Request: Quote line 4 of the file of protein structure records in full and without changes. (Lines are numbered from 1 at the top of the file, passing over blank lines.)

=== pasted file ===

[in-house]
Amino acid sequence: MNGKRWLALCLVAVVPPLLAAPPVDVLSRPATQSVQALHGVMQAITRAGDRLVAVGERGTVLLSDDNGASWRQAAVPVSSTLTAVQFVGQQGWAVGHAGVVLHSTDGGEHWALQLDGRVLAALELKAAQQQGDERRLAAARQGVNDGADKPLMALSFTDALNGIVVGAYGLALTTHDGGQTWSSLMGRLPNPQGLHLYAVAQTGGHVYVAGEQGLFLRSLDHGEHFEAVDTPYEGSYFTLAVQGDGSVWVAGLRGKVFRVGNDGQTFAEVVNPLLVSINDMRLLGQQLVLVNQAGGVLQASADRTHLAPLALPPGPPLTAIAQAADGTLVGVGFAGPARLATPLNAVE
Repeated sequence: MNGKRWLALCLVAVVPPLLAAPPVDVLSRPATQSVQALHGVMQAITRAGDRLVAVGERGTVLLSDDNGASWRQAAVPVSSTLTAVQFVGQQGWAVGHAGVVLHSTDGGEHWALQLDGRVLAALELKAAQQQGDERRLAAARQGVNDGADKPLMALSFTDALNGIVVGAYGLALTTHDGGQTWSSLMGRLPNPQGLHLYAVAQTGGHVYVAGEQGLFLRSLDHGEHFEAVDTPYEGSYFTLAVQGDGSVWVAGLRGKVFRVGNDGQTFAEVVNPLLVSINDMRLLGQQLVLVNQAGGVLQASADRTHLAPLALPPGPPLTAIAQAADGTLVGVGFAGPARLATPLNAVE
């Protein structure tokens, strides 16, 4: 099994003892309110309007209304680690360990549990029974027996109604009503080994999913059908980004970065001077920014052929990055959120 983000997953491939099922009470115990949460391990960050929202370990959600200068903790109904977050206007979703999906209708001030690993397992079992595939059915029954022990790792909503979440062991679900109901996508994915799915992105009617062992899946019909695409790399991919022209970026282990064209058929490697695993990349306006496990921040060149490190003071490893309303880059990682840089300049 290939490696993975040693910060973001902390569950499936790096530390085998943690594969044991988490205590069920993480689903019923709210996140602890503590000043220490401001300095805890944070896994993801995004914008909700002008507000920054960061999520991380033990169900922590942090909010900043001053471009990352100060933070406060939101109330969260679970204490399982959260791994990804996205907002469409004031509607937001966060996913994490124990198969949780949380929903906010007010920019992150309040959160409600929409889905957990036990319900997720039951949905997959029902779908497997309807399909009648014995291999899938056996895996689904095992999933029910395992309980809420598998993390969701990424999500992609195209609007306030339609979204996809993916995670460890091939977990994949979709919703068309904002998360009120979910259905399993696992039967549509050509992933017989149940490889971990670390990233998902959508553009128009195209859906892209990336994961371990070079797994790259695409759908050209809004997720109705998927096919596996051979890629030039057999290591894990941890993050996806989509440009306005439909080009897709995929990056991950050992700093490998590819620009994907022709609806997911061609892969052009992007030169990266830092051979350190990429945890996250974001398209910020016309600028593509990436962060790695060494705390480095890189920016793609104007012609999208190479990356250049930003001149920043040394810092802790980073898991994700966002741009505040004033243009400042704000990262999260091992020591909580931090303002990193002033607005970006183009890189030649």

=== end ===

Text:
């Protein structure tokens, strides 16, 4: 099994003892309110309007209304680690360990549990029974027996109604009503080994999913059908980004970065001077920014052929990055959120 983000997953491939099922009470115990949460391990960050929202370990959600200068903790109904977050206007979703999906209708001030690993397992079992595939059915029954022990790792909503979440062991679900109901996508994915799915992105009617062992899946019909695409790399991919022209970026282990064209058929490697695993990349306006496990921040060149490190003071490893309303880059990682840089300049 290939490696993975040693910060973001902390569950499936790096530390085998943690594969044991988490205590069920993480689903019923709210996140602890503590000043220490401001300095805890944070896994993801995004914008909700002008507000920054960061999520991380033990169900922590942090909010900043001053471009990352100060933070406060939101109330969260679970204490399982959260791994990804996205907002469409004031509607937001966060996913994490124990198969949780949380929903906010007010920019992150309040959160409600929409889905957990036990319900997720039951949905997959029902779908497997309807399909009648014995291999899938056996895996689904095992999933029910395992309980809420598998993390969701990424999500992609195209609007306030339609979204996809993916995670460890091939977990994949979709919703068309904002998360009120979910259905399993696992039967549509050509992933017989149940490889971990670390990233998902959508553009128009195209859906892209990336994961371990070079797994790259695409759908050209809004997720109705998927096919596996051979890629030039057999290591894990941890993050996806989509440009306005439909080009897709995929990056991950050992700093490998590819620009994907022709609806997911061609892969052009992007030169990266830092051979350190990429945890996250974001398209910020016309600028593509990436962060790695060494705390480095890189920016793609104007012609999208190479990356250049930003001149920043040394810092802790980073898991994700966002741009505040004033243009400042704000990262999260091992020591909580931090303002990193002033607005970006183009890189030649």